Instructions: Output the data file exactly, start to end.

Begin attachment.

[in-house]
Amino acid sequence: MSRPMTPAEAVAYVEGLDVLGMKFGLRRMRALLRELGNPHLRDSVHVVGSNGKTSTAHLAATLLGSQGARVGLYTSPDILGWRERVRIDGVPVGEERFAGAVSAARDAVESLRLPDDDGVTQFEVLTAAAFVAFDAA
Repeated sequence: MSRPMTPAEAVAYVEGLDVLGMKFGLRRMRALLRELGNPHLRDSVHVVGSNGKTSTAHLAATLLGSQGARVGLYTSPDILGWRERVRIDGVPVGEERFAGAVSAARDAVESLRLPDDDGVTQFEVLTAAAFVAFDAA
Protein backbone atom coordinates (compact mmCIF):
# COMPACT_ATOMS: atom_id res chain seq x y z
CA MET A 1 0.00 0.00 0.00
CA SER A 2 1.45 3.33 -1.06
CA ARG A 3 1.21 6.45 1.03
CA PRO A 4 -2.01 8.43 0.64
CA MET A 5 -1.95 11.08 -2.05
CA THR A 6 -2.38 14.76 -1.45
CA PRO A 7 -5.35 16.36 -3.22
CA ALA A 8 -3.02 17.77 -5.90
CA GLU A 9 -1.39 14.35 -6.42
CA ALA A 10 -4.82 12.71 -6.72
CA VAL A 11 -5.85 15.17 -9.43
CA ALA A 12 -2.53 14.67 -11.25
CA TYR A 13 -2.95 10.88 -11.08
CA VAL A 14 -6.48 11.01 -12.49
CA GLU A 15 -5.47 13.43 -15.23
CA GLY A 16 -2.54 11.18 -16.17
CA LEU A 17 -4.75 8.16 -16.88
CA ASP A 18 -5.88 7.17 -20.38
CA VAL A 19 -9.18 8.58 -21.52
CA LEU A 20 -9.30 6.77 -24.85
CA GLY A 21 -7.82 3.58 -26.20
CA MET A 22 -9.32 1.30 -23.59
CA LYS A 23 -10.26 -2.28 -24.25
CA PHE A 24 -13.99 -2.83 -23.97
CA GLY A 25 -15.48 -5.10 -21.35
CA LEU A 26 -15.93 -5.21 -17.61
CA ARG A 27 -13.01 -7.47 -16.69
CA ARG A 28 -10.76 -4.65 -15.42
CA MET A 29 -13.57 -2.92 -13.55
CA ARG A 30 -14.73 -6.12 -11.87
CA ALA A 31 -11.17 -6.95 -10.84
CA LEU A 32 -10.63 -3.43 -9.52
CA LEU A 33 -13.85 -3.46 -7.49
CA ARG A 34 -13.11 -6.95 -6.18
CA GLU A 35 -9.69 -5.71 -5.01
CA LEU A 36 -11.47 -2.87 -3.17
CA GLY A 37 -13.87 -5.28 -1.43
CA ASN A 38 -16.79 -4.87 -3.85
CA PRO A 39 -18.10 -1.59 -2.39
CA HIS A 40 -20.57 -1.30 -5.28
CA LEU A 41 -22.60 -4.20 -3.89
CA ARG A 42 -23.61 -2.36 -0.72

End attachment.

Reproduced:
[in-house]
Amino acid sequence: MSRPMTPAEAVAYVEGLDVLGMKFGLRRMRALLRELGNPHLRDSVHVVGSNGKTSTAHLAATLLGSQGARVGLYTSPDILGWRERVRIDGVPVGEERFAGAVSAARDAVESLRLPDDDGVTQFEVLTAAAFVAFDAA
Repeated sequence: MSRPMTPAEAVAYVEGLDVLGMKFGLRRMRALLRELGNPHLRDSVHVVGSNGKTSTAHLAATLLGSQGARVGLYTSPDILGWRERVRIDGVPVGEERFAGAVSAARDAVESLRLPDDDGVTQFEVLTAAAFVAFDAA
Protein backbone atom coordinates (compact mmCIF):
# COMPACT_ATOMS: atom_id res chain seq x y z
CA MET A 1 0.00 0.00 0.00
CA SER A 2 1.45 3.33 -1.06
CA ARG A 3 1.21 6.45 1.03
CA PRO A 4 -2.01 8.43 0.64
CA MET A 5 -1.95 11.08 -2.05
CA THR A 6 -2.38 14.76 -1.45
CA PRO A 7 -5.35 16.36 -3.22
CA ALA A 8 -3.02 17.77 -5.90
CA GLU A 9 -1.39 14.35 -6.42
CA ALA A 10 -4.82 12.71 -6.72
CA VAL A 11 -5.85 15.17 -9.43
CA ALA A 12 -2.53 14.67 -11.25
CA TYR A 13 -2.95 10.88 -11.08
CA VAL A 14 -6.48 11.01 -12.49
CA GLU A 15 -5.47 13.43 -15.23
CA GLY A 16 -2.54 11.18 -16.17
CA LEU A 17 -4.75 8.16 -16.88
CA ASP A 18 -5.88 7.17 -20.38
CA VAL A 19 -9.18 8.58 -21.52
CA LEU A 20 -9.30 6.77 -24.85
CA GLY A 21 -7.82 3.58 -26.20
CA MET A 22 -9.32 1.30 -23.59
CA LYS A 23 -10.26 -2.28 -24.25
CA PHE A 24 -13.99 -2.83 -23.97
CA GLY A 25 -15.48 -5.10 -21.35
CA LEU A 26 -15.93 -5.21 -17.61
CA ARG A 27 -13.01 -7.47 -16.69
CA ARG A 28 -10.76 -4.65 -15.42
CA MET A 29 -13.57 -2.92 -13.55
CA ARG A 30 -14.73 -6.12 -11.87
CA ALA A 31 -11.17 -6.95 -10.84
CA LEU A 32 -10.63 -3.43 -9.52
CA LEU A 33 -13.85 -3.46 -7.49
CA ARG A 34 -13.11 -6.95 -6.18
CA GLU A 35 -9.69 -5.71 -5.01
CA LEU A 36 -11.47 -2.87 -3.17
CA GLY A 37 -13.87 -5.28 -1.43
CA ASN A 38 -16.79 -4.87 -3.85
CA PRO A 39 -18.10 -1.59 -2.39
CA HIS A 40 -20.57 -1.30 -5.28
CA LEU A 41 -22.60 -4.20 -3.89
CA ARG A 42 -23.61 -2.36 -0.72